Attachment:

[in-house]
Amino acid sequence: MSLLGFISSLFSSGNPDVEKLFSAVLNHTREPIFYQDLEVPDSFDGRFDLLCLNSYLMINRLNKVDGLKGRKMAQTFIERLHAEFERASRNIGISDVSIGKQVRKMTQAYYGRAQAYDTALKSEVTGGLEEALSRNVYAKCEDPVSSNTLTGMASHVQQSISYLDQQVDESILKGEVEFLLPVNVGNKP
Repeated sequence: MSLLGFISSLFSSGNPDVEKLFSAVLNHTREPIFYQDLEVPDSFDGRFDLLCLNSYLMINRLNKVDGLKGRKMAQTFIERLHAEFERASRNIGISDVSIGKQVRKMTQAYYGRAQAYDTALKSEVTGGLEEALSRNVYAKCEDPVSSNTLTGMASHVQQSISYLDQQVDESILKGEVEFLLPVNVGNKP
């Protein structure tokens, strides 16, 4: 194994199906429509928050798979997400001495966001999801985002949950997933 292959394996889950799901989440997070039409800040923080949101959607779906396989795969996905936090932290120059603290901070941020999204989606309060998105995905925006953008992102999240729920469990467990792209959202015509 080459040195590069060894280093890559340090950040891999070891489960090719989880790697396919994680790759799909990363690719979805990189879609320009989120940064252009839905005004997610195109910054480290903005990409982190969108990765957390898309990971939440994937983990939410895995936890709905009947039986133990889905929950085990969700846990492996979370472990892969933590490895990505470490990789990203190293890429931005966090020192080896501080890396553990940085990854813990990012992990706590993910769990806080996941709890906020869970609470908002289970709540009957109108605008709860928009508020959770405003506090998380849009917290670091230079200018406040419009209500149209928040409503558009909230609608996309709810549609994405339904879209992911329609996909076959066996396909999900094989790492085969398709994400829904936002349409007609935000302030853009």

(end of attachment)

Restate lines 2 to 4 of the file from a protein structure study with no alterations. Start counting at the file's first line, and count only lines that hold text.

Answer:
Amino acid sequence: MSLLGFISSLFSSGNPDVEKLFSAVLNHTREPIFYQDLEVPDSFDGRFDLLCLNSYLMINRLNKVDGLKGRKMAQTFIERLHAEFERASRNIGISDVSIGKQVRKMTQAYYGRAQAYDTALKSEVTGGLEEALSRNVYAKCEDPVSSNTLTGMASHVQQSISYLDQQVDESILKGEVEFLLPVNVGNKP
Repeated sequence: MSLLGFISSLFSSGNPDVEKLFSAVLNHTREPIFYQDLEVPDSFDGRFDLLCLNSYLMINRLNKVDGLKGRKMAQTFIERLHAEFERASRNIGISDVSIGKQVRKMTQAYYGRAQAYDTALKSEVTGGLEEALSRNVYAKCEDPVSSNTLTGMASHVQQSISYLDQQVDESILKGEVEFLLPVNVGNKP
């Protein structure tokens, strides 16, 4: 194994199906429509928050798979997400001495966001999801985002949950997933 292959394996889950799901989440997070039409800040923080949101959607779906396989795969996905936090932290120059603290901070941020999204989606309060998105995905925006953008992102999240729920469990467990792209959202015509 080459040195590069060894280093890559340090950040891999070891489960090719989880790697396919994680790759799909990363690719979805990189879609320009989120940064252009839905005004997610195109910054480290903005990409982190969108990765957390898309990971939440994937983990939410895995936890709905009947039986133990889905929950085990969700846990492996979370472990892969933590490895990505470490990789990203190293890429931005966090020192080896501080890396553990940085990854813990990012992990706590993910769990806080996941709890906020869970609470908002289970709540009957109108605008709860928009508020959770405003506090998380849009917290670091230079200018406040419009209500149209928040409503558009909230609608996309709810549609994405339904879209992911329609996909076959066996396909999900094989790492085969398709994400829904936002349409007609935000302030853009």